Sales of existing condominiums and cooperatives surged to another annual record in 2003, while the pace of sales activity in the fourth quarter was the second highest on record, according to the National Association of Realtors.
There was a total of 898,000 existing condo and co-op sales last year, up 9.5 percent from the previous record of 820,000 units in 2002.
The sales pace dropped 5.8 percent in the fourth quarter to a seasonally adjusted annual rate of 914,000 units from a record 970,000-unit pace in the third quarter. Sales remained 10.3 percent above the 829,000-unit level of sales activity in the fourth quarter of 2002.
David Lereah, NAR’s chief economist, said this marks the eighth consecutive annual record for the condo and co-op market. “The growth of condo sales since 1995 is unprecedented and reflects a new level of demand in the market,” he said. “The easing we saw in the fourth quarter was expected after a record spike in the third quarter, but sales remains exceptionally high. There is a tremendous momentum that will be driving the condo market again this year.”
In the fourth quarter, the median existing condo/co-op price was $174,700, which is 14.9 percent higher than a year ago. The median is a typical market price where half of the units sold for more and half sold for less. By comparison, the typical single-family home cost $171,600 in the fourth quarter, 6.6 percent higher than a year earlier. “This is the first time the typical condo cost more than the median-priced house,” Lereah said.
For all of 2003, the median existing condo price was $163,800, up 15.2 percent from a median of $142,200 in 2002. At the same time, the typical single-family resale home price rose 7.5 percent to $169,900.
NAR President Walt McDonald, broker-owner of Walt McDonald Real Estate in Riverside, Calif., said there are two reasons the median condo price has been rising faster than single-family homes. “A shortage of units available for sale has been putting pressure on prices, but we’re also continuing to see a greater mix of more expensive condos that appeal to empty-nesters and other higher-income segments of the market.”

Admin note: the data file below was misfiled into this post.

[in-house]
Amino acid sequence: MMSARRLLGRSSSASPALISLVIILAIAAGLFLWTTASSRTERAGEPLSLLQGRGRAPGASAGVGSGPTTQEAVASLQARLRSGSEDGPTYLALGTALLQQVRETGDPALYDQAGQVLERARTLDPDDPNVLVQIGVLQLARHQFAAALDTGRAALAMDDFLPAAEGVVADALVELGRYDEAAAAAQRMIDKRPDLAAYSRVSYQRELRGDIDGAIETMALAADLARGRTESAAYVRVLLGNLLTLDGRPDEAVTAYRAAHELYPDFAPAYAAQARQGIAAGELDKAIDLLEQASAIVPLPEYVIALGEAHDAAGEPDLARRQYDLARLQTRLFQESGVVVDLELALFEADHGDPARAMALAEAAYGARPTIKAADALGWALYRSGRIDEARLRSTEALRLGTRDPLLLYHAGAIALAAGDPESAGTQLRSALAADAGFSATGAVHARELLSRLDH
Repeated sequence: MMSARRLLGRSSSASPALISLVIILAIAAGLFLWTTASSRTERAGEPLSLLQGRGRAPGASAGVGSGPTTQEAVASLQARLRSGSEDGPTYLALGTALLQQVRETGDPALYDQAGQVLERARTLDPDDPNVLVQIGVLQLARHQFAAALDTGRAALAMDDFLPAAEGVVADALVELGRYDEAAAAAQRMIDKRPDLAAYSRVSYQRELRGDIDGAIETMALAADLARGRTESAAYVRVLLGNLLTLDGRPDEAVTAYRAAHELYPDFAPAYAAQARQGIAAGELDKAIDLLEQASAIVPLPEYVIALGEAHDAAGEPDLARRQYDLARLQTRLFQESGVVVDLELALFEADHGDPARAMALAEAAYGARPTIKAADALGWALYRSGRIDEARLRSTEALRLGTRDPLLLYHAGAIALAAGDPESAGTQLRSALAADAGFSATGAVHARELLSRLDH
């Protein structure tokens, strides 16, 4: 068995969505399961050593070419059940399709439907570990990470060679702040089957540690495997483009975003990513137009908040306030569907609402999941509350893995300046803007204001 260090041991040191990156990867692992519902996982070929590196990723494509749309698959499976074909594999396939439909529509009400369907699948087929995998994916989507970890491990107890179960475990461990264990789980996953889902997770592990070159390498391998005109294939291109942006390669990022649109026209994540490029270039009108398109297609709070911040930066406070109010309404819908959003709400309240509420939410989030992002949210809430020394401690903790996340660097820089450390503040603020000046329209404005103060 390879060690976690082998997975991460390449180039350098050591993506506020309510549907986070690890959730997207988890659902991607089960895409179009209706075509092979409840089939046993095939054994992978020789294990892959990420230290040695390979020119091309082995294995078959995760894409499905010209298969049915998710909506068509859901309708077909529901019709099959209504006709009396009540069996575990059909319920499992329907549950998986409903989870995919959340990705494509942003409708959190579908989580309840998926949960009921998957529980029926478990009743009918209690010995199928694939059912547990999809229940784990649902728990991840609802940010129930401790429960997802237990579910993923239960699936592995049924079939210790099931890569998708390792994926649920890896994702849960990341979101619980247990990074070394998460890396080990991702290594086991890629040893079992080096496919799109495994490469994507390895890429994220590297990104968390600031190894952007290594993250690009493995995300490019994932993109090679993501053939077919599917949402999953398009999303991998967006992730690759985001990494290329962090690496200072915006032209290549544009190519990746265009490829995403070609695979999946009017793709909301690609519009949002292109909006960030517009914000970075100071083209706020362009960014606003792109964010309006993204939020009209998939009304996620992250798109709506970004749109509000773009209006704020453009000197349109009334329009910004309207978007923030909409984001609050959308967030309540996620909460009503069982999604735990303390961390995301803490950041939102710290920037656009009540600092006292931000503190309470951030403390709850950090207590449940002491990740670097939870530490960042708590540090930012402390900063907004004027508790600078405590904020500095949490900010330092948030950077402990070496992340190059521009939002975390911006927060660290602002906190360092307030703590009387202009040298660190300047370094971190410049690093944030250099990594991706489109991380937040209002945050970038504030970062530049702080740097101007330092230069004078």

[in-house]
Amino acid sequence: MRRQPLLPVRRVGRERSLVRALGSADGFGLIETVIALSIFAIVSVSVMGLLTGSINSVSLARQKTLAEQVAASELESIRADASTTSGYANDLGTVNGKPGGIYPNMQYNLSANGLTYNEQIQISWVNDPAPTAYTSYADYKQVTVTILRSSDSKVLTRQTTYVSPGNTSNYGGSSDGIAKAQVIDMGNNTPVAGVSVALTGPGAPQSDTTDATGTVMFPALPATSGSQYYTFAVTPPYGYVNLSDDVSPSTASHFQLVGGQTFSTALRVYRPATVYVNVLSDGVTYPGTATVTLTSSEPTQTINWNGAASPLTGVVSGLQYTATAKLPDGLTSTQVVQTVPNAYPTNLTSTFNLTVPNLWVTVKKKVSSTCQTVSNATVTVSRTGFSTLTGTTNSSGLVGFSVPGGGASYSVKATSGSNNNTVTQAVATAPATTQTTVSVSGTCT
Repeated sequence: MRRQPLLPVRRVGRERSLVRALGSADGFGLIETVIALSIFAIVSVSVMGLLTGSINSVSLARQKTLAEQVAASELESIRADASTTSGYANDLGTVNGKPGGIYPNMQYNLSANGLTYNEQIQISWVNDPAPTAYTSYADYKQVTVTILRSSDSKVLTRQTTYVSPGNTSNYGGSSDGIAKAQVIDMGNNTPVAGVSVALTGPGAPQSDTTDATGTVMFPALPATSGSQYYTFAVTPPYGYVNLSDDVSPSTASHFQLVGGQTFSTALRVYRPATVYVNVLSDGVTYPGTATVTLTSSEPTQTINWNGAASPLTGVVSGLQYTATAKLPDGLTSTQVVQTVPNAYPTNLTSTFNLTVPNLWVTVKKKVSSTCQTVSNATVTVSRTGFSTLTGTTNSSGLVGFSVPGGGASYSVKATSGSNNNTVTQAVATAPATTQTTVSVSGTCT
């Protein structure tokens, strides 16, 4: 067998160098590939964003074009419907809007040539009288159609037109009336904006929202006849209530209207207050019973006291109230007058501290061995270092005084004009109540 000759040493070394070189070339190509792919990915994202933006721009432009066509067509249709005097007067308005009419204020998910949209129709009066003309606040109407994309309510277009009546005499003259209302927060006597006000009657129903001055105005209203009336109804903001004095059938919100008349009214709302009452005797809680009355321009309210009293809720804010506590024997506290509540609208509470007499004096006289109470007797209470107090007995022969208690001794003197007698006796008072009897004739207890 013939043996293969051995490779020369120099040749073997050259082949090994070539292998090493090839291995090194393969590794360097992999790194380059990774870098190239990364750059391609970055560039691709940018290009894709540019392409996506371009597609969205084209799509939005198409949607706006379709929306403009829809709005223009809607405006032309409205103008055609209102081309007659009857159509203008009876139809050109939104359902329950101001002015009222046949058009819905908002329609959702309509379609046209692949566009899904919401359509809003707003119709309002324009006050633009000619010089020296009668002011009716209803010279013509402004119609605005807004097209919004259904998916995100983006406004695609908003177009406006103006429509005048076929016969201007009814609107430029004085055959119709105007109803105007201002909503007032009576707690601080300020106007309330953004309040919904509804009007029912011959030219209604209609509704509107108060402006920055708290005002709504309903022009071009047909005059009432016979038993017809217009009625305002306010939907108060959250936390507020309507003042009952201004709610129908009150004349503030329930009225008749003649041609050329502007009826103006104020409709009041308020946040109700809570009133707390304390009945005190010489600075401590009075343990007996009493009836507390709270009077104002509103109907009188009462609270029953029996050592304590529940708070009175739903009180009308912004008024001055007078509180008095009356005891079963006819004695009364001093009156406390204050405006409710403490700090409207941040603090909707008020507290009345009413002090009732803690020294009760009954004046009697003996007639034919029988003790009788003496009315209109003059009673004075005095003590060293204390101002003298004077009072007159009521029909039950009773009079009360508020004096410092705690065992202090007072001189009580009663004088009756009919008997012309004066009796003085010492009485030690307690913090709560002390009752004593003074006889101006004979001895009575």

Lereah said low mortgage interest rates, an improving economy and growing demand will fuel future condo sales. “We’ve had low mortgage interest rates for some time, but a strong demographic demand will be a significant factor for years to come. There is a growing number of households entering the years in which people typically buy a first home, while at the same time many baby boomers are trading down to easier-to-maintain properties,” he said.
In the Northeast, condo/co-op resales slipped 0.7 percent between the third and fourth quarters to a 151,000-unit pace; however, they were 16.2 percent above the fourth quarter of 2002. The median price in the Northeast was $194,400, up 24.4 percent from a year ago.
Existing condo and co-op sales in the Midwest eased by 2.6 percent from the third quarter to a level of 112,000 units in the fourth quarter, but were 10.9 percent higher than a year earlier. The median resale condo price in the Midwest was $173,400, up 7.2 percent from the fourth quarter of 2002.
In the South, condo/co-op resale activity dropped 6.3 percent in the fourth quarter to a 417,000-unit pace; however, this was 6.6 percent higher than the same quarter in 2002. The median price in the South was $136,100, which was 11.7 percent higher than a year ago.
In the West, the sales pace of condos and co-ops dropped 9.7 percent from the third quarter to an annual rate of 233,000 units in the fourth quarter, but was 12.6 percent above the sales rate during the same period in 2002. The median price in the West was $220,000, up 21.9 percent from a year earlier.
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